New England is associated with independence, self-sufficiency, resourcefulness, and a strong work ethic. Thus it is unsurprising that the local and regional food systems that have emerged in recent years have arisen through grassroots efforts. Led by entrepreneurs, community organizers, farmers, and advocacy organizations, New England food markets have generated employment and income in rural communities.
Among the ongoing reasons to seek improvements in the dominant food system is the need to reduce energy consumption: the system accounts for 16 percent of the country's energy use. Moreover, it is thought to be responsible, at least in part, for the overconsumption of unhealthful processed foods and the growing obesity rate, which has serious consequences for individuals and high costs to society. Now consumers are buying locally not only because they want to purchase healthful, fresh, and sustainably produced food, but also because they like the idea of supporting local business, interacting with farmers, and learning more about what they eat. Local food is sold primarily through directmarketing channels. In 2007, for example, New England farmers sold directly to consumers food products worth $135 million. A significant percentage of those sales occurred in the region's 654 farmers markets and 555 community-supported-agriculture (CSA) networks.  Twenty-two percent of farmers in New England were engaged in such direct sales, compared with only 6 percent in the United States overall. And New England's direct agricultural sales constituted 11 percent of such sales nationally.
"Food hubs" that accommodate greater localfood sales are also appearing in New England. Many are coordinating supply-chain logistics for locally and regionally produced food by storing, lightly processing, and packaging it before sale. Examples include the Intervale Food Hub in Burlington, Vermont, and Red Tomato in Canton, Massachusetts.
Among the benefits of local food systems are nourishing-food access and agriculture-related jobs.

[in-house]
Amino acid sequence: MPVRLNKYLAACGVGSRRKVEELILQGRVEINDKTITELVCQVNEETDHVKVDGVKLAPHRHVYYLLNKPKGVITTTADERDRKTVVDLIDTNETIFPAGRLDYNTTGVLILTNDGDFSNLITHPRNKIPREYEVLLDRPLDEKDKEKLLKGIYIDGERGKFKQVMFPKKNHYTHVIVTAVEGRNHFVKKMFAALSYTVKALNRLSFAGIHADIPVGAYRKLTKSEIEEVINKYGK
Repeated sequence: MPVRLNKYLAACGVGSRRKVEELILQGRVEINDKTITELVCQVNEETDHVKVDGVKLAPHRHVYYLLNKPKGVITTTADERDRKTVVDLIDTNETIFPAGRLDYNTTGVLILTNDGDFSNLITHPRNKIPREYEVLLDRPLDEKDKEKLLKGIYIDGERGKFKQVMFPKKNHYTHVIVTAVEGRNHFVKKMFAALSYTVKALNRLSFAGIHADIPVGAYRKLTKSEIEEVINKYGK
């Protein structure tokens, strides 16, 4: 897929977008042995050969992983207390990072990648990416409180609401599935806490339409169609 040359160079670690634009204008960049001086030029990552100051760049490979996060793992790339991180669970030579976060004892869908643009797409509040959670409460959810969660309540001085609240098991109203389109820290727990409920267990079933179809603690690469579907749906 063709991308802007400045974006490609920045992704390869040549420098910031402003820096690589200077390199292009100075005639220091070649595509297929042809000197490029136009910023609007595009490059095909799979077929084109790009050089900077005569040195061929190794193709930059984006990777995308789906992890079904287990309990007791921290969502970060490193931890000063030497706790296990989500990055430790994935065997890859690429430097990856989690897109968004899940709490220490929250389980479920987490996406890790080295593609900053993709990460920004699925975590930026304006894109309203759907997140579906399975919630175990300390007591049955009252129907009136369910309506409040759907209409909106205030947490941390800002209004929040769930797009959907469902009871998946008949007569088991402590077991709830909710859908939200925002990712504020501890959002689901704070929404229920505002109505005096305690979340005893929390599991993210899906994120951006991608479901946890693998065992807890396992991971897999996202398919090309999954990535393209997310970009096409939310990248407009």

"Food deserts," or communities that lack access to fresh, healthful food, present a particular challenge for low-income people. Recently, recession-related economic hardship has exacerbated the access issues. Research from the U.S. Department of Agriculture shows, for example, that the 2007-2009 annual average of Maine households experiencing food insecurity was 15 percent. The rate was almost 14 percent in Rhode Island and Vermont. In Massachusetts, the City of Boston recognized the seriousness of increasing food insecurity and hired its first food-policy director in 2010. The position promotes accessibility to fresh foods, particularly in low-income neighborhoods. At the same time, it supports community-based gardens and local farmers who sell products at farmers markets, public markets, and the like.
Employment in Rural Regions
Local and regional food systems also can increase employment, incomes, and economic output in rural communities. In New England, they support critical agricultural sectors, including dairy products, apples, potatoes, blueberries, and cranberries. One example, Backyard Farms in Madison, Maine, grows tomatoes yearround in a 42-acre greenhouse and sells them regionally.
Farmers selling through direct-toconsumer marketing channels tend to be younger farmers with small farms offering an array of products in addition to fruits and vegetables. Many adopt environmentally sustainable production practices, such as organic growing. Farmers often can earn greater profits by selling through local food systems and avoiding the marketing costs associated with selling to a wholesaler in the dominant, consolidated food system. And they like the opportunity to interact with consumers and hear their invaluable feedback.
Selling directly to customers—as opposed to purchasing food through conventional food markets—can result in greater economic benefits to a region because a greater percentage of the sales revenue is retained locally. Indirect economic effects also accrue when farmers turn to local suppliers for the equipment and other inputs they need. Such direct and indirect effects increase incomes in households, which results in additional commerce.
For fruit and vegetable producers who offer relatively scarce and unprocessed goods, local and regional food systems provide a new opportunity to reach customers. For consumers, there are significant health benefits from increased fruit and vegetable availability. And for the environment, a shift to less processing of foods means lower energy use.